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Nicole Krauss, photo by Joyce Ravid
Nicole Krauss

NATIONAL BOOK AWARD FINALIST FOR THE NOVEL, GREAT HOUSE (2010)

NYS Writers Institute, September 22, 2011
4:15 p.m. Seminar | Assembly Hall, Campus Center
8:00 p.m. Reading | Recital Hall, Performing Arts Center

 


CALENDAR LISTING:

Nicole Krauss, National Book Award Finalist for the novel, Great House (2011), and author of the New York Times bestselling novel, The History of Love (2005), will read from her work on Thursday, September 22, 2011 at 8:00 p.m. in Recital Hall, Performing Arts Center, on the University at Albany’s uptown campus. Earlier that day at 4:15 p.m., the author will present an informal seminar in the Assembly Hall, Campus Center, on the uptown campus. The events are sponsored by the New York State Writers Institute, and are free and open to the public.

 

PROFILE
Nicole Krauss,
prize-winning novelist, is the author most recently of Great House (2010), a finalist for the National Book Award in Fiction. The novel is composed of interlinked tales about a massive writing desk and its various owners as they cope with the tragedies and upheavals of the twentieth century.

Great House
begins with the story of a reclusive American novelist who, for twenty-five years, has been writing at the desk she inherited from a former boyfriend, a Chilean poet subsequently arrested and presumably killed by Pinochet’s secret police; one day a girl claiming to be the poet’s daughter arrives to take it away, sending the writer’s life reeling. Across the ocean, in the leafy suburbs of London, a man caring for his dying wife discovers, among her papers, a lock of hair that unravels a terrible secret. In Jerusalem, an antiques dealer slowly reassembles his father’s study, plundered by the Nazis in Budapest in 1944, scouring the world for the final piece—his writing desk.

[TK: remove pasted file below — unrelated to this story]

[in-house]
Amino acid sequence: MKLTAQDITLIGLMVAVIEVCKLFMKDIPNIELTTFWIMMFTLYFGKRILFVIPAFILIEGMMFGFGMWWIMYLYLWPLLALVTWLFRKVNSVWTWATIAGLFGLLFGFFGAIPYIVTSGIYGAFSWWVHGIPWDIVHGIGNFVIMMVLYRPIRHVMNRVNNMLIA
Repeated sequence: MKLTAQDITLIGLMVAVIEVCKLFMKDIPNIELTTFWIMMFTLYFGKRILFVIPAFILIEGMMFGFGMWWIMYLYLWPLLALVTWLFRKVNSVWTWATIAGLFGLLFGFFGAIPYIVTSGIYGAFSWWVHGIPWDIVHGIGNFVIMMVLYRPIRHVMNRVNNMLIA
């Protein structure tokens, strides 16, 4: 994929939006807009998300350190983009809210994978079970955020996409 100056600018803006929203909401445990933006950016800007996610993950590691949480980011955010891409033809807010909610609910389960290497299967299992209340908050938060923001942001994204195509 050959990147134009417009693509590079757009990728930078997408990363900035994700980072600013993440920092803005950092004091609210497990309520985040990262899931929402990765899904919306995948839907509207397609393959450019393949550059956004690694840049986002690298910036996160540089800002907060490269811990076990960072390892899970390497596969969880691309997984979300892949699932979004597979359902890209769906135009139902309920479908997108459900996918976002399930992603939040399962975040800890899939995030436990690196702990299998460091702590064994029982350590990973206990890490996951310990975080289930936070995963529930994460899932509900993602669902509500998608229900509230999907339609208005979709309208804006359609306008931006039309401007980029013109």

Great HouseDerek Thompson of The Atlantic, who named Great House the “Best Book of 2010,” said, “Imagine a surprising, breathtaking panorama, captured in four adjacent Polaroids developing at different speeds that only reveal the full view at the last moment, and you have a feel for the patient mastery of Krauss’s achievement.” Joan Frank of the San Francisco Chronicle said, “Every page vibrates with the tension of
something unsolvable insisting on being solved…Krauss’s sentences are so beautiful, rendered in such simple, clear language, I had to stop to reread many. Though they often describe inchoate anguish, their clarity and precision exhilarate.”

Krauss’s previous novels include the New York Times bestseller, The History of Love (2005), and Man Walks into a Room (2002), a finalist for the L. A. Times First Fiction Prize. A selection of The Today Show Book Club, The History of Love tells the story of Leo Gursky, a wisecracking, elderly Jewish locksmith who lives on the Lower East Side. Sixty years earlier, in Poland, Gursky had written a novel, and had Nicole Kraussentrusted it to a friend whom, Gursky assumed, had perished in the Holocaust. One day, however, the novel turns up in Spanish, having been published in Chile under his friend’s name. Writing in the Toronto Globe and Mail, Candice Fertile said, “Nothing in this novel is a mere verbal pirouette. The authenticity of the humour contrasted with the sadness is extraordinarily moving. Krauss is the real thing; The History of Love is a novel to be read and reread.”

Krauss’s first novel, which she published at the age of 27, was Man Walks into a Room (2002), the story of Samson Greene, a character who has forgotten who he is, and everything he knows. In early praise, critic Susan Sontag said, “Nicole Krauss, with this remarkably felt, sharp-witted debut novel, strides into the forecourt of American letters.”

Nicole Krauss is married to fellow bestselling novelist, Jonathan Safran Foer.

Previous Visit: May 3, 2006

For additional information, contact the Writers Institute at 518-442-5620 or online at http://www.albany.edu/writers-inst.